“Pity thyself” is the devil’s most popular sermon to one who will listen to him, for he delights to embitter the saint by causing him to misunderstand God’s providences. Remember that God’s worst is better than the devil’s best and if our circumstances find us in God, we shall find God in all our circumstances.
1 After this opened Job his mouth, and cursed his day.
2 And Job spake, and said,
3 Let the day perish wherein I was born, and the night in which it was said, There is a man child conceived.
4 Let that day be darkness; let not God regard it from above, neither let the light shine upon it.
5 Let darkness and the shadow of death stain it; let a cloud dwell upon it; let the blackness of the day terrify it.
6 As for that night, let darkness seize upon it; let it not be joined unto the days of the year, let it not come into the number of the months.
7 Lo, let that night be solitary, let no joyful voice come therein.
8 Let them curse it that curse the day, who are ready to raise up their mourning.
9 Let the stars of the twilight thereof be dark; let it look for light, but have none; neither let it see the dawning of the day:
10 Because it shut not up the doors of my mother’s womb, nor hid sorrow from mine eyes.
11 Why died I not from the womb? why did I not give up the ghost when I came out of the belly?
12 Why did the knees prevent me? or why the breasts that I should suck?
13 For now should I have lain still and been quiet, I should have slept: then had I been at rest,
14 With kings and counsellors of the earth, which built desolate places for themselves;
15 Or with princes that had gold, who filled their houses with silver:
16 Or as an hidden untimely birth I had not been; as infants which never saw light.
17 There the wicked cease from troubling; and there the weary be at rest.
18 There the prisoners rest together; they hear not the voice of the oppressor.
19 The small and great are there; and the servant is free from his master.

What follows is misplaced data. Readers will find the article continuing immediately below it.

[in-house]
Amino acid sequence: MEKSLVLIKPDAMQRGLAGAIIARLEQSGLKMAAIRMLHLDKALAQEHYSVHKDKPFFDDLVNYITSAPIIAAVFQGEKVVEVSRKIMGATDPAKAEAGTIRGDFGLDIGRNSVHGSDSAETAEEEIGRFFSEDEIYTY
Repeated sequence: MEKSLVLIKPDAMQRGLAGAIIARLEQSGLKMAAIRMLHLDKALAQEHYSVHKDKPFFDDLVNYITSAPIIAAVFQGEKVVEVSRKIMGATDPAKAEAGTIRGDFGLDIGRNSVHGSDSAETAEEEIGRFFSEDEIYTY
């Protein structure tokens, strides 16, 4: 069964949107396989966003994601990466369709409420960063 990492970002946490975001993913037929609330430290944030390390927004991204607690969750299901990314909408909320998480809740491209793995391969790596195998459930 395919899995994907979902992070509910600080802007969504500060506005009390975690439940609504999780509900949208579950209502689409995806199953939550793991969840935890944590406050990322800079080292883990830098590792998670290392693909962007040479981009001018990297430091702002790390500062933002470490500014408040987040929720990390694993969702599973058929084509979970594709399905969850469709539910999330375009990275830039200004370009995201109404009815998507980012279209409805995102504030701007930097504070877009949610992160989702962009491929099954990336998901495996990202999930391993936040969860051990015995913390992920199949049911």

20 Wherefore is light given to him that is in misery, and life unto the bitter in soul;
21 Which long for death, but it cometh not; and dig for it more than for hid treasures;
22 Which rejoice exceedingly, and are glad, when they can find the grave?
23 Why is light given to a man whose way is hid, and whom God hath hedged in?
24 For my sighing cometh before I eat, and my roarings are poured out like the waters.
25 For the thing which I greatly feared is come upon me, and that which I was afraid of is come unto me.
26 I was not in safety, neither had I rest, neither was I quiet; yet trouble came.
Job 3 Intro – J. Vernon McGee
Job 3:1-13 – J. Vernon McGee
Job 3:14-26 – J. Vernon McGee
Job 3 – Is Life Worth Living?
In the closing paragraphs of the previous chapter three friends arrive. Teman is Edom; for Shuah see Genesis 25:2; Naamah is Arabia. The group of spectators, gathered round Job’s mound, reverently make way for them.
Job opens his mouth in a curse. But it was not, as Satan had expected, against God. The Hebrew word is different from that used in Job 2:9. He does not curse God, but the day of his birth, and asks that his stripped and suffering existence may be brought to as speedy an end as possible. Job’s words are very profitable for all whose way is hid. Is the joy of life fled? Yet its duties remain. Continue in these and the path will lead back to light.
This opening elegy consists of two parts: the first, Job 3:1-10, calls on darkness to blot out the day which witnessed the beginning of so sad a life; the second, Job 3:11-26, inquires why, if he were doomed to be born, the luxury of instant death had not been also granted. Oh, human heart, of what sore anguish art thou not capable! —Through the Bible Day by Day
Job 3:1—Opened Job his mouth, and cursed his day.
That is the day of his birth. Probably there have been hours in the majority of lives in which men have wished that they had never been born. When they have stood beside the wreck of all earthly hope, or entered the garden of the grave, they have cried, “Why died I not from the womb?” (v. 11). The reason for this is, that the heart has been so occupied with the transient and earthly, that it has lost sight of the unseen and eternal; and in finding itself deprived of the former, it has thought that there was nothing left to live for.
One of the greatest tests of true religion is in bearing suffering. At such a time we are apt, if we are professing Christians, to exert a certain constraint over ourselves, and bear ourselves heroically. We have read of people in like circumstances who have not shed a tear or uttered a complaining word, because they have braced themselves to a Christian stoicism. “I am sure you cannot find fault with my behavior,” said one such to me. And yet beneath the correct exterior there may be the pride and haughtiness of an altogether unsubdued self.
There is a more excellent way: to humble oneself under the mighty hand of God; to search the heart for any dross that needs to be burned out; to resign oneself to the will of the Father; to endeavor to learn the lesson in the black-lettered book; to seek to manifest the specific grace for which the trial calls; to be very tender and thoughtful for others; to live deeper down.
“Nearer, my God to Thee!—Nearer to Thee
E’en though it be a cross that raiseth me,
Still all my song shall be—Nearer, my God, to Thee!
Nearer to Thee!” —Our Daily Homily